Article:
From her testimony described in "The Jesuit Murders: A report on the testimony of a witness," by the Lawyers Committee for Human Rights, 15 December 1989, Lucia and her husband Jorge Cerna lived in Soyapango, a suburb on the opposite side of San Salvador from the location of the UCA.  She had a cleaning job at the university.  Because of the intense fighting in greater San Salvador during the November 1989 FMLN "final offensive", Lucia asked one of the Jesuit priests, Father Ignacio Martín-Baro´, if they could stay with their 4 year old daughter on the campus of the U…

Legal proceedings in Jesuit massacre cases

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As the 30th anniversary of the 1989 Jesuit massacre approaches, there are two judicial cases pending which seek to impose criminal liability on the military hierarchy which sent troops to kill the priests and teachers at the UCA.  One case has moved steadily forward in a human rights court in Spain, homeland of 5 of the 6 Jesuits. The other case is barely alive in a court in El Salvador.

In Spain, the human rights court is proceeding in the prosecution of the one defendant before it, former Colonel Inocente Montano. Montano is the defendant, found in the US, and later extradited to Spain after he finished a sentence for immigration fraud.  Meanwhile the other defendants remain safely in El Salvador, which refuses to extradite them to the proceedings before the Spanish court.

The human rights prosecutors announced this year that they are seeking a prison term of 150 years for Montano.  Montano has been in pre-trial detention for the past two years in Spain awaiting his trial.

The refu…

Materials for 30th anniversary of Jesuits massacre

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This Saturday, November 16, is the 30th anniversary of the massacre of six Jesuit priests and one of their female co-workers and her daughter at the University of Central America (UCA) in San Salvador.   For the rest of the week, El Salvador Perspectives will share several posts about the massacre and its commemoration this week.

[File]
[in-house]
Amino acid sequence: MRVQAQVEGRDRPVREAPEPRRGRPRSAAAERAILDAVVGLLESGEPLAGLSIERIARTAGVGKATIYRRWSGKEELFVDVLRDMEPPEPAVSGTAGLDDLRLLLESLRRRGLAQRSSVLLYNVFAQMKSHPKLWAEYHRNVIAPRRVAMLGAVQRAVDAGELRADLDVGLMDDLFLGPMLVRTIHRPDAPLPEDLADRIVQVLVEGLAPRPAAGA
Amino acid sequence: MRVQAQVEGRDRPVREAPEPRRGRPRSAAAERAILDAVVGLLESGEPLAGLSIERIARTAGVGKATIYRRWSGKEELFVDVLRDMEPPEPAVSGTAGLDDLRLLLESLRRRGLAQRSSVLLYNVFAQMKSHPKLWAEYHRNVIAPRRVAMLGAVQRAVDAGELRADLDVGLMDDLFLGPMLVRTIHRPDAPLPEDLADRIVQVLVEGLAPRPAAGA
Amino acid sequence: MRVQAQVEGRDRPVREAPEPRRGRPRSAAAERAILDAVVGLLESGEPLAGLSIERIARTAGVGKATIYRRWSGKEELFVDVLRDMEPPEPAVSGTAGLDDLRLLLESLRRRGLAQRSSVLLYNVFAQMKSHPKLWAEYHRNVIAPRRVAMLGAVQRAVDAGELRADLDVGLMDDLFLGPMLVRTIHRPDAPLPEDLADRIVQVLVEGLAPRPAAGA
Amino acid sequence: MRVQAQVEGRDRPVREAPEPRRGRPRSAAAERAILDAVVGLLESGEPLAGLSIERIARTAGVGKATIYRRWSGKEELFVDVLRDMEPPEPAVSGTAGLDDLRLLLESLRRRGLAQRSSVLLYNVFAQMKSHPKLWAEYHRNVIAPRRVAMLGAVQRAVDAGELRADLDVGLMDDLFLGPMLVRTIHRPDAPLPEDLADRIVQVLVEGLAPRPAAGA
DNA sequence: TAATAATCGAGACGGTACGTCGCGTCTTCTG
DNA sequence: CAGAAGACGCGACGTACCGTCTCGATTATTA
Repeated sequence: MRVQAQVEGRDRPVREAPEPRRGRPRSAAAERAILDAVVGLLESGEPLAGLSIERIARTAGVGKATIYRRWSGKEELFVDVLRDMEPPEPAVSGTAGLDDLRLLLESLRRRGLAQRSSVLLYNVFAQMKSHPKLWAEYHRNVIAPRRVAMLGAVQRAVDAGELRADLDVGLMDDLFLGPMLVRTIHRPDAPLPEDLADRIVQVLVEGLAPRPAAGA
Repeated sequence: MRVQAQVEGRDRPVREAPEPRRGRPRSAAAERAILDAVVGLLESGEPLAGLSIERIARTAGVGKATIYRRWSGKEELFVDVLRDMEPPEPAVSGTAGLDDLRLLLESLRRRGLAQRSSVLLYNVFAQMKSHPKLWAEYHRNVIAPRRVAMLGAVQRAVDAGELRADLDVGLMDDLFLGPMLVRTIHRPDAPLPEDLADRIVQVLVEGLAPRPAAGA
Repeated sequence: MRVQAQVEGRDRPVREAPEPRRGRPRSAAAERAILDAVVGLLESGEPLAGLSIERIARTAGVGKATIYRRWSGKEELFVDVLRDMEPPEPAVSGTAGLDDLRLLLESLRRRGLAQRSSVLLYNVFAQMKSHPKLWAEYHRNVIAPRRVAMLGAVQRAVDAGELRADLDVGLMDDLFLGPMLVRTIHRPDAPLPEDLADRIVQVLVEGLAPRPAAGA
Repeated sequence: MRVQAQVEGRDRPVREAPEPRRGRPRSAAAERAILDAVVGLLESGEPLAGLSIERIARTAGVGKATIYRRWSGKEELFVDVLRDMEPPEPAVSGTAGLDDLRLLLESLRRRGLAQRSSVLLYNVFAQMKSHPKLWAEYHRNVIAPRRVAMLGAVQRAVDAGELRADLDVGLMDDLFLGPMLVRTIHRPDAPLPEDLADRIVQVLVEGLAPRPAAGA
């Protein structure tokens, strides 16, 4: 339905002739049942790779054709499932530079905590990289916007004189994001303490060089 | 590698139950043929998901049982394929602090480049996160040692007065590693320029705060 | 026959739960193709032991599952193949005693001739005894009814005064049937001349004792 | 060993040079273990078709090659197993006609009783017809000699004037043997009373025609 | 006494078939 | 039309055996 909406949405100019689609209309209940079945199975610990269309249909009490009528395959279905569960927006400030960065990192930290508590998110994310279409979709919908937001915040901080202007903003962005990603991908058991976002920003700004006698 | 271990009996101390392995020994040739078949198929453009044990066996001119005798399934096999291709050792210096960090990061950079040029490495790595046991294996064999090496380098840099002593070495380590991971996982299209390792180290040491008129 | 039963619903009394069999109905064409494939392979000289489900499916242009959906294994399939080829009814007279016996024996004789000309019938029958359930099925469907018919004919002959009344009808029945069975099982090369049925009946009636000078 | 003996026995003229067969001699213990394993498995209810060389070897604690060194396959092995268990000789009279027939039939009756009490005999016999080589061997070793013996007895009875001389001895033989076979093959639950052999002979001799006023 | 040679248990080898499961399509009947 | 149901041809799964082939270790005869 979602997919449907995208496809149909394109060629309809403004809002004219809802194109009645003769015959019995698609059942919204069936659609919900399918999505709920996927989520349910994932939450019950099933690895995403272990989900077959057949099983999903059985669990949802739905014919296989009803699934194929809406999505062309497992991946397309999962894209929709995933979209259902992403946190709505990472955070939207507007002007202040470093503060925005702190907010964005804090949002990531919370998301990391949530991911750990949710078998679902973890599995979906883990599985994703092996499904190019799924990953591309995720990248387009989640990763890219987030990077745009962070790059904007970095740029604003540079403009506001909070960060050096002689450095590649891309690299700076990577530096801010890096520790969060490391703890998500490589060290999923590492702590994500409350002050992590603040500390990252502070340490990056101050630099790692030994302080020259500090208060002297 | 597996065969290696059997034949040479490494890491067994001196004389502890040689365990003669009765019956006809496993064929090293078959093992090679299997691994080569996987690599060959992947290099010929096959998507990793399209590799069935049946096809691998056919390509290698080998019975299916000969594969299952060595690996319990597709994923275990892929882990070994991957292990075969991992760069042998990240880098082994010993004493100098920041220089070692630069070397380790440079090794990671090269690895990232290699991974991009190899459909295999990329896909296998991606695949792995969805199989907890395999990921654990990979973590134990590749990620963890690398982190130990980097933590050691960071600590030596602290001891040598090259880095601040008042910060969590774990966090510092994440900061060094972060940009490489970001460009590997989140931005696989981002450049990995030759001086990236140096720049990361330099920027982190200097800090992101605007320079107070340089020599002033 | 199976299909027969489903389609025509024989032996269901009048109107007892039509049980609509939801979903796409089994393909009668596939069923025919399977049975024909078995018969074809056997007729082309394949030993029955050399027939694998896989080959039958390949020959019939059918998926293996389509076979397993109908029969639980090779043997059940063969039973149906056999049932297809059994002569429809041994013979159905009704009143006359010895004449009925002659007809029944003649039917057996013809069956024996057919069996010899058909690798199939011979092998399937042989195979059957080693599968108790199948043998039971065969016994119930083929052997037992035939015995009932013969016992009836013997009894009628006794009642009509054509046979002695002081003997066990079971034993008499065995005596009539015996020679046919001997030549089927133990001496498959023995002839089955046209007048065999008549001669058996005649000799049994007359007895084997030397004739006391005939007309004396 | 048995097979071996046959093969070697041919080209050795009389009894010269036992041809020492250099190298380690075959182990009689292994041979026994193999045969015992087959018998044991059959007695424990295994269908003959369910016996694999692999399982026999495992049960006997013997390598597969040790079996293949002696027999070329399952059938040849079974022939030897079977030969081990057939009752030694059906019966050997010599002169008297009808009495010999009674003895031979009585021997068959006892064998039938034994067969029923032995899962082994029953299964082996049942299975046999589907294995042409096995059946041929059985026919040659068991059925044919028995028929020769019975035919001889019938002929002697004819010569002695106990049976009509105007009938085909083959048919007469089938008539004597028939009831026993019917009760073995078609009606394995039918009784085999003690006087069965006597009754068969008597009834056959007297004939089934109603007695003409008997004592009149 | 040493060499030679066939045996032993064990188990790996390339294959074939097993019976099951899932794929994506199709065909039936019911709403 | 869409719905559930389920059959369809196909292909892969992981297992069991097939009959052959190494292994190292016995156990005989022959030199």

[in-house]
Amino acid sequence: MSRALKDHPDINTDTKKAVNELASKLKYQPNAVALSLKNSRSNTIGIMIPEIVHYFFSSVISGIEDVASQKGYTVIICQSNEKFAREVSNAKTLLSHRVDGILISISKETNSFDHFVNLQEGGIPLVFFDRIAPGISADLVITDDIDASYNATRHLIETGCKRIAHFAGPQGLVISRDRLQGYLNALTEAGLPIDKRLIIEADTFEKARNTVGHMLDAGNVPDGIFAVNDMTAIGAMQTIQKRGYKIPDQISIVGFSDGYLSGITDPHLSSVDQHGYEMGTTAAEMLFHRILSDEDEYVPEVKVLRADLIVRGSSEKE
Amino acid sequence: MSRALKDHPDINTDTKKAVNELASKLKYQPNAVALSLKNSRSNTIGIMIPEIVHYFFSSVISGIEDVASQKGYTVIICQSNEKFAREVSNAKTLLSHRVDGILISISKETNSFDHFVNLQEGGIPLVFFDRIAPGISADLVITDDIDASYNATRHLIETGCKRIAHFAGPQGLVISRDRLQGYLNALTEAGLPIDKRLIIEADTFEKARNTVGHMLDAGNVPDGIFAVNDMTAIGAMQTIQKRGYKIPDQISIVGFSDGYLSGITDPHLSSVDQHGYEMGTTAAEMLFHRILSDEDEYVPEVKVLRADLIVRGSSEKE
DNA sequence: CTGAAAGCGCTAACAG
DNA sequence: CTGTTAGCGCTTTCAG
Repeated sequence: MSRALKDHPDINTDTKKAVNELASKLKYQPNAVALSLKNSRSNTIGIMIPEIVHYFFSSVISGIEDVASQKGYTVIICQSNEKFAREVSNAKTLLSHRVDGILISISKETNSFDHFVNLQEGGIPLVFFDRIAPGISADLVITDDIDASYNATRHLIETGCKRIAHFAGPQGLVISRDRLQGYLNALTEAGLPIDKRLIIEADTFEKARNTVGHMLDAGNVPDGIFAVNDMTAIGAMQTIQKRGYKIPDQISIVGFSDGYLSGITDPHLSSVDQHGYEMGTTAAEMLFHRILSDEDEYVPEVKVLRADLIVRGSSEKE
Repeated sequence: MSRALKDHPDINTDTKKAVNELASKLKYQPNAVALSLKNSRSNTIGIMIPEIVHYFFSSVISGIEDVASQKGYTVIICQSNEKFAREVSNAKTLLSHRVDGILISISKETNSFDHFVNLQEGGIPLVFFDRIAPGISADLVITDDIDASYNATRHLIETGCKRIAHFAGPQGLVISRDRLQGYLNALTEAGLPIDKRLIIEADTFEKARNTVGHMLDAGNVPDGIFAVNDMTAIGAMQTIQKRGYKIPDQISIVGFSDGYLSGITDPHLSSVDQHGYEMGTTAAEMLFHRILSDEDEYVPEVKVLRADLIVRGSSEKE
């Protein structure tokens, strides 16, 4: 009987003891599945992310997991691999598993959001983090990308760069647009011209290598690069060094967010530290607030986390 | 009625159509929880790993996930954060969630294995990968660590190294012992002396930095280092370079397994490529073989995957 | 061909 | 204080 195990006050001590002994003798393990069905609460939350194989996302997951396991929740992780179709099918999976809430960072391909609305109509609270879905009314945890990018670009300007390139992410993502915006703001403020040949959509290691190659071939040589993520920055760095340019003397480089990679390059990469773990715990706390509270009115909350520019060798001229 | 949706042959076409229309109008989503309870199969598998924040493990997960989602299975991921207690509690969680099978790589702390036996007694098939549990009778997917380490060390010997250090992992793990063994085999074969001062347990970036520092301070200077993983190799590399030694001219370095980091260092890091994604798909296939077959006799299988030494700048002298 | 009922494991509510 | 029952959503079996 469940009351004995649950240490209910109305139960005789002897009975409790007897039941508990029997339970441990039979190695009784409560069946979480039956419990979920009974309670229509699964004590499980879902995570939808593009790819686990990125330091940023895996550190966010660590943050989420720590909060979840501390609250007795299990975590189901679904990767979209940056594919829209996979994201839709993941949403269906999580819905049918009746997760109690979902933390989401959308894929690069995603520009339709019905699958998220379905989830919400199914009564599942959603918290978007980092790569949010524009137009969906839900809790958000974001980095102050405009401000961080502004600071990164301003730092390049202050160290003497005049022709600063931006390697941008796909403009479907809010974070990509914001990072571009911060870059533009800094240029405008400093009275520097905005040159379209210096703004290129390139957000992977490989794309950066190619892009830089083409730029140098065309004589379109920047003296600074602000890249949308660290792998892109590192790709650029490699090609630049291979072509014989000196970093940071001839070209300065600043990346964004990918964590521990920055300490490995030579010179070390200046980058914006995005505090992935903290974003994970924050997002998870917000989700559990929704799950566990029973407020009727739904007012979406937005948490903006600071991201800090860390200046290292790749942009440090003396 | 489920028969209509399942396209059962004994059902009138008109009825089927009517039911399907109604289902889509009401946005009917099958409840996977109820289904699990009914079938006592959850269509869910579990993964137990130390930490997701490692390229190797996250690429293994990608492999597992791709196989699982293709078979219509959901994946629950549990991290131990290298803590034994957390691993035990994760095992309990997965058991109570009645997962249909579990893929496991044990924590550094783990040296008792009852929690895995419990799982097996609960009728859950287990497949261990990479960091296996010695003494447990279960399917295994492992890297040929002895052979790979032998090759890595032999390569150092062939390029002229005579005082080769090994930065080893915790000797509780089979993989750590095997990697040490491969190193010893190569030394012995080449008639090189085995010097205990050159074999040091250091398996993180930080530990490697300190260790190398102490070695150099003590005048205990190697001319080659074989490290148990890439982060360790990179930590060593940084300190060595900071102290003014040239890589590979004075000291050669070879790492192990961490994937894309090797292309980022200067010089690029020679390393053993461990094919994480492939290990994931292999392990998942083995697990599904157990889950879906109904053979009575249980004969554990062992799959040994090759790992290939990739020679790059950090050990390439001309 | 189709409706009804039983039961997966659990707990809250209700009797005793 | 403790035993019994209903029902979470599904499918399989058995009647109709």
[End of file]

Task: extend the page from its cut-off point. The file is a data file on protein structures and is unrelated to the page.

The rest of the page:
To begin, we have collected some videos on YouTube in English which provide an overview.

In this video, ABC News offers early reporting on the massacre.




In this video prepared for the 2018 commemoration of the massacre, José María Tojeira, S.J., the current director of the Human Rights Institute at the UCA and a fellow Jesuit working with his martyred brothers in 1989, shares his memories and reflections.




In this video, the Center for Justice and Accountability describes the massacre and the efforts of the CJA to pursue justice.




In this video, US Congressman Jim McGovern is interviewed about the Jesuit massacre.   As a staffer, he was part of the team support…

El Salvador's Legislative Assembly attempting "Amnesty 3.0"

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This November week in El Salvador is an important one for the country's historic memory.   It is the 30 year anniversary of the "final offensive" launched by FMLN guerrillas in the country's civil war and of the November 16, 1989 massacre of six Jesuit priests, a domestic worker and her daughter at the University of Central America.  It is a time to reflect back and to pray "Nunca Más"   Never Again.

Yet in the midst of remembering those events, deputies in El Salvador's Legislative Assembly are also considering a "Special Law of Transitional and Restorative Justice for National Reconciliation."  It is a measure which critics say could work to blot out the memory of atrocities committed during the war, denying victims justice, and undercutting the possibility of "Never Again." 

The impetus for this proposal is a 2016 decision of the Constitutional Chamber of El Salvador's Supreme Judicial Court which overturned a blanket amnesty…

In other news

An assortment of other news related to El Salvador this week: